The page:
From research bench to the patient’s bedside

ESMO 2019-Fira Barcelona

ESMO Congress 2019 held in Barcelona, Spain, from 27 September to 1 October 2019

‘Translating science into better cancer patient care’, the tagline of the ESMO Congress 2019 held in Barcelona, Spain, from 27 September to 1 October, sits at the core of oncology research with the potential to transform tomorrow’s treatments. Oncology research has advanced at such an unprecedented pace over the last decade that new opportunities for patient care cannot be created by professionals working in silos. Organised in partnership with the European Association for Cancer Research (EACR), the ESMO Congress 2019 represents the largest event in Europe for the exchange of ideas between researchers and clinicians.  

"In recent years, there has been major progress in the diagnosis and treatment of patients with cancer, which has come about through an in-depth understanding of cancer biology at the tumour and patient level,” says Prof. Jean-Yves Blay from the Centre Léon Bérard in Lyon, France, who is ESMO Scientific Co-Chair of the Congress starting today in Barcelona. With this year’s tagline, ‘Translating science into better cancer patient care’, high relevance is given to novel approaches and breakthroughs that can drive advances along the three-stage course of cancer care, from laboratories to clinical settings and from clinical settings to the patient’s bedside. 

"The term ‘translation of research findings’ is crucial,” continues Blay, "and I believe that the progress we have already made and will continue to make in the future will always come from in-depth knowledge of biology.”  Prof. Anton Berns from The Netherlands Cancer Institute, Amsterdam, EACR Scientific Co-Chair of the Congress thinks the event offers an opportunity for both basic and clinical investigators to learn from each other and identify opportunities for collaborations to bridge the gap between basic and clinical research. This is, in the end, the key for advancing patient care. "We need to figure out how we can better implement research ideas and learn from clinical experience, and the ESMO Congress provides an occasion to reflect on and adjust our research efforts based on critical issues that arise in the clinic,” he says.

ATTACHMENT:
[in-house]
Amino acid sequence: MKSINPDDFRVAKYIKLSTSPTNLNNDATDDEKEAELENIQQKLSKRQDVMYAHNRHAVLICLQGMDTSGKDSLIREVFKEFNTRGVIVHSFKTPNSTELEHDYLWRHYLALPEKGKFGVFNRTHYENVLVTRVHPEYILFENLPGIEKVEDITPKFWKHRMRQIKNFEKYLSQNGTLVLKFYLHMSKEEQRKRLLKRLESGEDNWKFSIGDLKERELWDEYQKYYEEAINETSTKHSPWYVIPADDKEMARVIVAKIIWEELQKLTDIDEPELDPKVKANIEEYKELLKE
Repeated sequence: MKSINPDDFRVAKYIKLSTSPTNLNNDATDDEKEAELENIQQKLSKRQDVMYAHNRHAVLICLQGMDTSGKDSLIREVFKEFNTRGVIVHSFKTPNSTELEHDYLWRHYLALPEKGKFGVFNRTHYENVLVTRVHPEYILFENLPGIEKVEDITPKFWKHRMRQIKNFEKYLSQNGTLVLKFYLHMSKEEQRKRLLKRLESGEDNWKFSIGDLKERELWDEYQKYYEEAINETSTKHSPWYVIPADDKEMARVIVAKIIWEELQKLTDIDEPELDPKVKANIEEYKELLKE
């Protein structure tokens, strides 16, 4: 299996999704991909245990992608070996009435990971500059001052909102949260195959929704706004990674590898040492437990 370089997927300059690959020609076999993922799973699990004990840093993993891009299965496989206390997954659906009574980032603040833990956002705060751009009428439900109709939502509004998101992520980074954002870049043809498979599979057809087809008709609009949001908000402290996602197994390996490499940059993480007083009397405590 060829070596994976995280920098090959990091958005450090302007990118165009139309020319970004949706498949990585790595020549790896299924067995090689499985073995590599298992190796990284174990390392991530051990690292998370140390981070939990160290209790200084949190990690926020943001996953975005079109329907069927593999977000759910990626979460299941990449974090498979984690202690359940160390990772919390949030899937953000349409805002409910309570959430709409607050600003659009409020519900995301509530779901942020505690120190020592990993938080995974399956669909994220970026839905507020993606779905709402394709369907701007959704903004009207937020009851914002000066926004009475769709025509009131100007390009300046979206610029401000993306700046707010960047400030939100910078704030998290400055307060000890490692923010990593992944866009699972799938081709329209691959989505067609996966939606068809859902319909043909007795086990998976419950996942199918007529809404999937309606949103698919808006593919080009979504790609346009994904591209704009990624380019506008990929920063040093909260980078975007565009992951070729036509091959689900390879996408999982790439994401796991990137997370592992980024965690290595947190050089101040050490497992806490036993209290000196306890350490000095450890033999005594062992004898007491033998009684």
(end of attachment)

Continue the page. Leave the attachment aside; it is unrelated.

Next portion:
A key role to ensure that major advances in the field reach patients in a timely and convenient way is also played by oncology nurses. "Many cancer nurses are at the bedside 24/7, thus ideally placed to evaluate cancer treatments and highlight clinical improvements to researchers,” explains Dr Lena Sharp from the Regional Cancer Centre, Stockholm, Sweden, from the European Oncology Nursing Society (EONS). "This can help us ask the most pertinent research questions and shape future studies.” At today’s Opening Ceremony, EONS President Andreas Charalambous taking over from Sharp, will present the EONS Congress which complements the ESMO Congress programme for the second year. This will likely help to lead to major recognition for specialistic cancer nurses and help progress nurse-led clinical practice, including education for patients and carers, preventative medicine, palliative care, symptom management and psychosocial support. Appropriately, patients participate in a number of sessions in the EONS programme, which may help to connect research ideas and findings to clinical practice. 

This year, more than 2,200 abstracts will be presented at the ESMO Congress, with 93 late-breaking abstracts. Key results from practice-changing studies will be presented at Presidential Symposia including the extended benefits of PARP inhibitors to more subgroups of patients with ovarian cancer and metastatic castration-resistant prostate cancer. Also, overall survival data are much awaited from combination therapies in patients with HER+/HER2- advanced breast cancer. 

Immunotherapy will likely continue to lead the global oncology scene. A lot of research energy is spent on trying to unravel the underlying mechanisms of intrinsic and acquired resistance to immunotherapy and other treatments, according to Berns. "Studies are now beginning to reveal the underlying causes of resistance arises and, more importantly, how we can improve responses and minimise the impact of resistance, which is really exciting”, he comments. "These studies will help us define more effective treatment combinations or alternative treatment schedules that could overcome resistance.” While empirical treatment still has a role in the immediate future of oncology care, Blay believes this will progressively disappear in favour of a more rational approach based on our greater understanding of tumours and resistance mechanisms. "However,” he advises, "this change in approach requires the integration of basic, translational and clinical research, alongside information on long-term outcomes, especially regarding managing treatment sequelae and secondary cancers in previously cured patients.”  

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